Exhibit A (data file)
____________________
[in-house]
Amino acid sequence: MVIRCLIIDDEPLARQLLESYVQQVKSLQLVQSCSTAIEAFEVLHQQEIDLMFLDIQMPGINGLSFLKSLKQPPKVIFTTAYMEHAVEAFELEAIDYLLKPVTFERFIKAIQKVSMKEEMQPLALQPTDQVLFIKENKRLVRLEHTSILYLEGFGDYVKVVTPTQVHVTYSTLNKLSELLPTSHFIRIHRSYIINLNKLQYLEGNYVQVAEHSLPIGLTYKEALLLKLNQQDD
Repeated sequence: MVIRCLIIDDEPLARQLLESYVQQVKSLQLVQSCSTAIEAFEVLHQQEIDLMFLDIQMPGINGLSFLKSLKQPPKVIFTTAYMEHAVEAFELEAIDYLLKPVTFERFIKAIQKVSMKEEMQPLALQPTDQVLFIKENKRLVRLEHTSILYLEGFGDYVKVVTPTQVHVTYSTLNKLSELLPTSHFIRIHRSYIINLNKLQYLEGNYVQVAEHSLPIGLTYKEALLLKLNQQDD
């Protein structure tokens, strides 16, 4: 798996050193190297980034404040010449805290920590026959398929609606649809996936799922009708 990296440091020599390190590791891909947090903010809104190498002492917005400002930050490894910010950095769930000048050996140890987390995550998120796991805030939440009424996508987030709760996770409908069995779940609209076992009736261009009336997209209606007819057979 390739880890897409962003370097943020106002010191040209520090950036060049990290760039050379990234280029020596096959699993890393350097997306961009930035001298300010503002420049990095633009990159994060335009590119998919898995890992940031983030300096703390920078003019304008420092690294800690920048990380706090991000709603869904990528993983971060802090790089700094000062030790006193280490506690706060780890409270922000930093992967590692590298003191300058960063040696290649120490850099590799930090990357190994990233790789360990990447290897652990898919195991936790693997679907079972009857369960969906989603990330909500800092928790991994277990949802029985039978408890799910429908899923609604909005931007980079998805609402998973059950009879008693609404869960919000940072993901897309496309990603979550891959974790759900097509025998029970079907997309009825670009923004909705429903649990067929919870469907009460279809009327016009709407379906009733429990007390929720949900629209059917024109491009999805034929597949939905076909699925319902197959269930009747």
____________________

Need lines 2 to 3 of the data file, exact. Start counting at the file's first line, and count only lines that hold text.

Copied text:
Amino acid sequence: MVIRCLIIDDEPLARQLLESYVQQVKSLQLVQSCSTAIEAFEVLHQQEIDLMFLDIQMPGINGLSFLKSLKQPPKVIFTTAYMEHAVEAFELEAIDYLLKPVTFERFIKAIQKVSMKEEMQPLALQPTDQVLFIKENKRLVRLEHTSILYLEGFGDYVKVVTPTQVHVTYSTLNKLSELLPTSHFIRIHRSYIINLNKLQYLEGNYVQVAEHSLPIGLTYKEALLLKLNQQDD
Repeated sequence: MVIRCLIIDDEPLARQLLESYVQQVKSLQLVQSCSTAIEAFEVLHQQEIDLMFLDIQMPGINGLSFLKSLKQPPKVIFTTAYMEHAVEAFELEAIDYLLKPVTFERFIKAIQKVSMKEEMQPLALQPTDQVLFIKENKRLVRLEHTSILYLEGFGDYVKVVTPTQVHVTYSTLNKLSELLPTSHFIRIHRSYIINLNKLQYLEGNYVQVAEHSLPIGLTYKEALLLKLNQQDD